Budapest, nicknamed the „Spice of Europe”, tends to amaze foreigners with its irresistible gastronomic specialties. This time; however, we would like to show you some peculiarities of Hungarian cuisine. Hereby, we list the TOP10 weirdest Hungarian dishes that may shock foreigners at first sight! Which one would you dare to try?
Previously, you could learn about the most famous Hungarian gastronomic specialties, as well as the TOP 5 Hungarian dishes named after famous people. Still, there are quite a few dishes that do not even seem edible at first glance. This peculiarity inspired us to collect the TOP10 weirdest Hungarian dishes. No need to worry, their mouthwateringly delicious taste makes up for their odd look. Just be brave and give them a shot!
Bloody food may sound barbarian at first. However, blood sausage and pan-fried pig’s blood are common winter dishes in the country. Hungarians usually start their day with a big plate packed with these delicacies on the days of the traditional pig slaughter. These two dishes are usually consumed with bacon, pork, rice, onion, salt, and various herbs and spices. In addition, a few rounds of homemade pálinka are also a must on these occasions.
Besides blood, kidney and brains are also present in Hungarian cuisine. As Melodin reports, we can conclude that most of the weirdest dishes can be linked to pork intestines in Hungarian gastronomy. These organs are usually prepared in the form of special stews. Despite their unpleasant texture and smell, their taste is really appetizing. That is the reason why they are so popular among Hungarians. However; as a foreigner, the look may put you off at first sight.
The savoury aspic is a gelatinous version of the traditional Hungarian soups that are made of meat stock or broth. The dish is very popular among Hungarians who usually prepare it as pork jelly and serve it as an appetizer. This dish is usually made with pork meat and pig leftovers. In addition, celery, beets, onions, and garlic are also added occasionally. Besides Hungary, the aspic jelly is widely consumed in Croatia, Serbia, Poland, the Czech Republic, Romania, Greece, and Ukraine.
Although it sounds a bit bizarre, the rooster testicle stew is a popular dish in Hungary. It is usually served with cottage cheese chutney. Its most important ingredients are rooster testicles, onion, pepper, and tomato. The dish is seasoned with salt, pepper, cumin, paprika, bay leaf, marjoram, and garlic cream. It is often present on the menus in Hungarian restaurants, so this stew is definitely worth a try when you are in Hungary.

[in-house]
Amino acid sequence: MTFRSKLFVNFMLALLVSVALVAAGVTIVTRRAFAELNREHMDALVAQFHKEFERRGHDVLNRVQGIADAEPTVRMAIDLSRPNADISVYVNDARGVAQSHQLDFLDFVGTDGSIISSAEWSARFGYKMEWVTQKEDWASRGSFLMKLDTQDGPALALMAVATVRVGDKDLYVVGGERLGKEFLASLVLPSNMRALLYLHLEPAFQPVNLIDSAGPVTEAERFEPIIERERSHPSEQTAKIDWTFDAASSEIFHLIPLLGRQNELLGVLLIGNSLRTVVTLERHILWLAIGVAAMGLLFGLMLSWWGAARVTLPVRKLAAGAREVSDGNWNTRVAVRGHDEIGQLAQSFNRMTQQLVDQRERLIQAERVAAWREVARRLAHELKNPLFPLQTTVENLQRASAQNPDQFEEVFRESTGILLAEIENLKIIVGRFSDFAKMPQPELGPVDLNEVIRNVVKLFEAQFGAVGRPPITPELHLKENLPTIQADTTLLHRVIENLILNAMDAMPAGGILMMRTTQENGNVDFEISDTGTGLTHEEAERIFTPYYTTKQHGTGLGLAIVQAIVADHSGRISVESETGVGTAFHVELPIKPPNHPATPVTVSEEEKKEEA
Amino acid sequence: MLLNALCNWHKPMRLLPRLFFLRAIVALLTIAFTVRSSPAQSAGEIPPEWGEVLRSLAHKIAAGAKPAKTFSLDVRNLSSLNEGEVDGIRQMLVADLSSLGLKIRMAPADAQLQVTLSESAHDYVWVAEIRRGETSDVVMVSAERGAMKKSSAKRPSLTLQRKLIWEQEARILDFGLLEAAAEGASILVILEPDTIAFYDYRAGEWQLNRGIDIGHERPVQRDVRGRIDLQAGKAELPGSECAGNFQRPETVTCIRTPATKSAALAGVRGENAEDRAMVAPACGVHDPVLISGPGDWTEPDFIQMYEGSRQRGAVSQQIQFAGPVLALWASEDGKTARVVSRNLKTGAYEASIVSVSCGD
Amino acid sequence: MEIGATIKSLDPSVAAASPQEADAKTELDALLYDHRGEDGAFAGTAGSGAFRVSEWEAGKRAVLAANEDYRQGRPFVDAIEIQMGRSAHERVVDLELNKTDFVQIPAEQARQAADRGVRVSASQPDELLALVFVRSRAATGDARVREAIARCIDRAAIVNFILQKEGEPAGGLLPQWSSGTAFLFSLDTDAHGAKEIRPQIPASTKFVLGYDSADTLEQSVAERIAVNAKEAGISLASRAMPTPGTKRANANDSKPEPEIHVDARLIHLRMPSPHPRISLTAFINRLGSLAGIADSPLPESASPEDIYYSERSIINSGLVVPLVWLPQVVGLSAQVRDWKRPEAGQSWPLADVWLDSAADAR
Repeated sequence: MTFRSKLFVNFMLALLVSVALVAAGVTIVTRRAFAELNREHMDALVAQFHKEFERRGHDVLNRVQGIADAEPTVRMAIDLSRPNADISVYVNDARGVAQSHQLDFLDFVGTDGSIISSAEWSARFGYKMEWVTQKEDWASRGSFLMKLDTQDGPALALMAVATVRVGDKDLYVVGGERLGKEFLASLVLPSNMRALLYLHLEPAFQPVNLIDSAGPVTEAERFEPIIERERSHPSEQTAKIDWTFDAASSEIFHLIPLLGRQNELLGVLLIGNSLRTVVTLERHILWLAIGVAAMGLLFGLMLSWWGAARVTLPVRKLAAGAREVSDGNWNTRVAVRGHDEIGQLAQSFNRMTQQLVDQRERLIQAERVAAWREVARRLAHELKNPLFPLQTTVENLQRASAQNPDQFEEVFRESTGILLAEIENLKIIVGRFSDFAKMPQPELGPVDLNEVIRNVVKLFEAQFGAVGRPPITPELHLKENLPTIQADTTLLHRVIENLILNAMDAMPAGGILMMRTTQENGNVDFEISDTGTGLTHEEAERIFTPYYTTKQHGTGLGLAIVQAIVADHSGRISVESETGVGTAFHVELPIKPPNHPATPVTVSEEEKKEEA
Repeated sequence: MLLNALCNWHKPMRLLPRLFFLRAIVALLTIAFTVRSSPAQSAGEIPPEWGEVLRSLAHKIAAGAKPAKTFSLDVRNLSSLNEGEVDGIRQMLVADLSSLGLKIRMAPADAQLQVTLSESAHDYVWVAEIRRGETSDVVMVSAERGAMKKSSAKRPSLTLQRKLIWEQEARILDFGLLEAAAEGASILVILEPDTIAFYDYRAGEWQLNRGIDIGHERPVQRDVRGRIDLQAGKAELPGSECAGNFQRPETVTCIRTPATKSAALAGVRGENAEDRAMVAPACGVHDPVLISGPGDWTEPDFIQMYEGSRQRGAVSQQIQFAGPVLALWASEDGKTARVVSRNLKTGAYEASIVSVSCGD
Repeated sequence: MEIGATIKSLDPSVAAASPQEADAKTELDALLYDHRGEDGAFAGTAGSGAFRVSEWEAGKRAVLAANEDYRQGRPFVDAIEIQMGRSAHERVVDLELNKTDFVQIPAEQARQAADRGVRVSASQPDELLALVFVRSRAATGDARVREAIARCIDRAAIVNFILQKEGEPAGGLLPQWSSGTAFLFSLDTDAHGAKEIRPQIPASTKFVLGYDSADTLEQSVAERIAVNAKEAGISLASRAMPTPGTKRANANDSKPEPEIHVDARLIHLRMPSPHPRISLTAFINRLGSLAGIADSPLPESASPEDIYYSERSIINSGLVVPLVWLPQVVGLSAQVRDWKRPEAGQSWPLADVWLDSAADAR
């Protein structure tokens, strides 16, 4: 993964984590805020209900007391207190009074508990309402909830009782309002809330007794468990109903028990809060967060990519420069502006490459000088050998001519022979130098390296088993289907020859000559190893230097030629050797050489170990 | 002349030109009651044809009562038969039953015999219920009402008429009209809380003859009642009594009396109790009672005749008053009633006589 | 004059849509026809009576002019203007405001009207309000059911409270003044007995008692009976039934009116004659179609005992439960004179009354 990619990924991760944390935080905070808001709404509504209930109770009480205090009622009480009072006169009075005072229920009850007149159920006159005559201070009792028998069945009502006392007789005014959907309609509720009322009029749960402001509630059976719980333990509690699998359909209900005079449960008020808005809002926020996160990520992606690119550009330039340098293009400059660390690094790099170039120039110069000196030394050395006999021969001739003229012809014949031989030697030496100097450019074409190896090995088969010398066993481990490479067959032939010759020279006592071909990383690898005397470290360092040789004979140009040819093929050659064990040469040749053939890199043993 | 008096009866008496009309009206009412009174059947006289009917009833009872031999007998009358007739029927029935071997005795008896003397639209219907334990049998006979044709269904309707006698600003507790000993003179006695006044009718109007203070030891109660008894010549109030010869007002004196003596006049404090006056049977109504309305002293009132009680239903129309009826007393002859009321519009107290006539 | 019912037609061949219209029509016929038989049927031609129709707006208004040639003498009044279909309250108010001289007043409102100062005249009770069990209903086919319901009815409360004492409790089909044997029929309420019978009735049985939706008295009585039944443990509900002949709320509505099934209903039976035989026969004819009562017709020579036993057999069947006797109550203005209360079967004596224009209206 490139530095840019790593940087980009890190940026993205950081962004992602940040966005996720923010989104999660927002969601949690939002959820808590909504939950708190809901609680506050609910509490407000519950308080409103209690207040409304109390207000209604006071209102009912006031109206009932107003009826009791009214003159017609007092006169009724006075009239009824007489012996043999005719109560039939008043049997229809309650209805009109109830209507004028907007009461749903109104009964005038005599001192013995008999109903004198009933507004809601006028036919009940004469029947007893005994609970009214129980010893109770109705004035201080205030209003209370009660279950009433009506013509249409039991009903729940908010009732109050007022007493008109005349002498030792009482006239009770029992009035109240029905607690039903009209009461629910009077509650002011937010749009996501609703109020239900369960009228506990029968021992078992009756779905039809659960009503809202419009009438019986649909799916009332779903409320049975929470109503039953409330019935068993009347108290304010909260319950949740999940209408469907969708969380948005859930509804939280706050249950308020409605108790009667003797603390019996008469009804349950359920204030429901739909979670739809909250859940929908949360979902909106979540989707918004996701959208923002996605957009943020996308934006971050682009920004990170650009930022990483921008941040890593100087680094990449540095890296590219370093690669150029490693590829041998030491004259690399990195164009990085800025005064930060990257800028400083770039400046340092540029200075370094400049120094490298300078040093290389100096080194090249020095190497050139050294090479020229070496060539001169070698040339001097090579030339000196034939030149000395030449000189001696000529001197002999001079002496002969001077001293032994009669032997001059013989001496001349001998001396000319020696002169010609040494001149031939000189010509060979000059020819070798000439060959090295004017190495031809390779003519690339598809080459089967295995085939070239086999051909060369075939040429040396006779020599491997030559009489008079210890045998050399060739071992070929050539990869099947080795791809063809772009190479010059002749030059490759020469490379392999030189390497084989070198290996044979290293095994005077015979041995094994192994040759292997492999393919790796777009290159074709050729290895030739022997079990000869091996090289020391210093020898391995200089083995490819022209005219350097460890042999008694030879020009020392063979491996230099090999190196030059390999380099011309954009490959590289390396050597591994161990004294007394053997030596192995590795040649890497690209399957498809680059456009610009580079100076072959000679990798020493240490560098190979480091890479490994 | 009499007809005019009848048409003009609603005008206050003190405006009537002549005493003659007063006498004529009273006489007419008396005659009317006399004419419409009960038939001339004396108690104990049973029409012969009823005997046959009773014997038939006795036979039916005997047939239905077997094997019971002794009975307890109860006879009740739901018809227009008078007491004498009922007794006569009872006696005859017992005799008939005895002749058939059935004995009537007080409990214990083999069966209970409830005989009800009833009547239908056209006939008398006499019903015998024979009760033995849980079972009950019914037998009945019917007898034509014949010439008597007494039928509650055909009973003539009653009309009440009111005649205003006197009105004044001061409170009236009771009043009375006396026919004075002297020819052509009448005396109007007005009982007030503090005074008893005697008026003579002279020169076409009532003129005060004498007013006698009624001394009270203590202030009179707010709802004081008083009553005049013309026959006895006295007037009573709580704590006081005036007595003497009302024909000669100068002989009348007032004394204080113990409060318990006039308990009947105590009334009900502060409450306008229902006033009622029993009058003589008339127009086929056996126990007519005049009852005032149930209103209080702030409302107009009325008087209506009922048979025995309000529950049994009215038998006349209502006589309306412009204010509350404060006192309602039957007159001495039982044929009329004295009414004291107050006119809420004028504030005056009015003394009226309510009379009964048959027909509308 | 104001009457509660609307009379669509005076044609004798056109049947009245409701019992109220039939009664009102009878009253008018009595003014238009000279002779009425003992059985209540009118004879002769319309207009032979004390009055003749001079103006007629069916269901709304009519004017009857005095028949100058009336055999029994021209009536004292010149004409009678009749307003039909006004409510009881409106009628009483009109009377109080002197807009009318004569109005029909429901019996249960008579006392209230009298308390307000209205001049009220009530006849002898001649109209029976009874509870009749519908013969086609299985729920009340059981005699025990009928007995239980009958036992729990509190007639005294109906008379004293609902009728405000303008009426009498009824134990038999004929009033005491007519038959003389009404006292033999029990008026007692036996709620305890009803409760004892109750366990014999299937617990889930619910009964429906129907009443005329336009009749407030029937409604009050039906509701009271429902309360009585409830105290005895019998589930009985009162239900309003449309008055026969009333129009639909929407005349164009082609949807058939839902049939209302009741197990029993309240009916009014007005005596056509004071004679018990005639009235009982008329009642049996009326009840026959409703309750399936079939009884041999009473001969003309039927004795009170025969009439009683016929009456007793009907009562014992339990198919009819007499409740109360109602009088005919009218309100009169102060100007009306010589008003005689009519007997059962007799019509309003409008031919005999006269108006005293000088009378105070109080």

Although it is not common to spread fat on bread in other countries, in Hungary the bread with fat (zsíros deszka) is a popular specialty that has been consumed for centuries. This weird Hungarian dish can be easily made at home as well. All you need is white bread, fat, red onion, and some salt on top. To prepare your „zsíros deszka” (fatty board in English), you can choose from several types of fat: pork, mangalitsa, goose, or duck. Although this dish cannot be called low-calorie at all, you should definitely try it for its irresistible taste.
The potato pasta (also called the ‘grenadier mars’) is an easy budget-friendly traditional Hungarian dish. As the name suggests, its main ingredients include potato and square pasta which are accompanied by onion, Hungarian sweet paprika powder, ground black pepper, oil, and salt. The preparation of potato pasta is easy and quick.
Therefore, it is a popular comfort food that is consumed for lunch in many Hungarian homes.
The one-course meal does not necessarily look appetising for a foreigner at first glance. However, it is worth trying it because its flavour is truly divine.
As a foreigner, you might get confused by the Hungarian „főzelék” which resembles a vegetable pottage. The texture of the dish is thicker than a soup but thinner than a stew. Therefore, it may be surprising that the dish is consumed as a main course by Hungarians. The traditional homemade Hungarian főzelék comes in many flavours. The classic flavours include pumpkin, peas, beans, spinach, potato, lentils, and even mixed veggies. The latter is also called „finom főzelék” (“delicious pottage” in English). The tell-tale name certainly reflects that the Hungarian „főzelék” is worth a taste test as it has the potential to become one of favourite dishes.
Cottage cheese and chocolate?! This combo certainly sounds odd at first. However, Túró Rudi is one of the most popular desserts among Hungarians. This red-dotted sweet snack (Pöttyös) can quickly become the favorite dessert of foreigners who often stock up with túró rudi to bring them home as yummy souvenirs. If you run out of the cottage cheese curds, it is time to prepare you first homemade Túró Rudi!
The English name of the traditional Hungarian dessert would be „golden dumpling”. Before the balls of yeast dumplings are baked, they are rolled in melted butter, sugar, and crushed nuts. This special dessert is usually served with creamy vanilla custard. The Hungarian delicacy might sound unusual at first; however, it has a mouth-watering flavour. As Wikipédia reports,
Nancy Reagan made this special dessert popular in the United States when she served it at the White House for Christmas.
The Hungarian „tejbegríz” is similar to the semolina pudding. The dessert contains milk, sugar, butter, and a pinch of salt. The Hungarian dessert is usually consumed with marmalade, cocoa powder, or cinnamon sugar. Besides Hungary, different versions of this pudding-like dessert are also popular in the Czech Republic, Slovakia, Austria, Romania, Lithuania, and Syria.
Source: melodin.hu; wikipedia.hu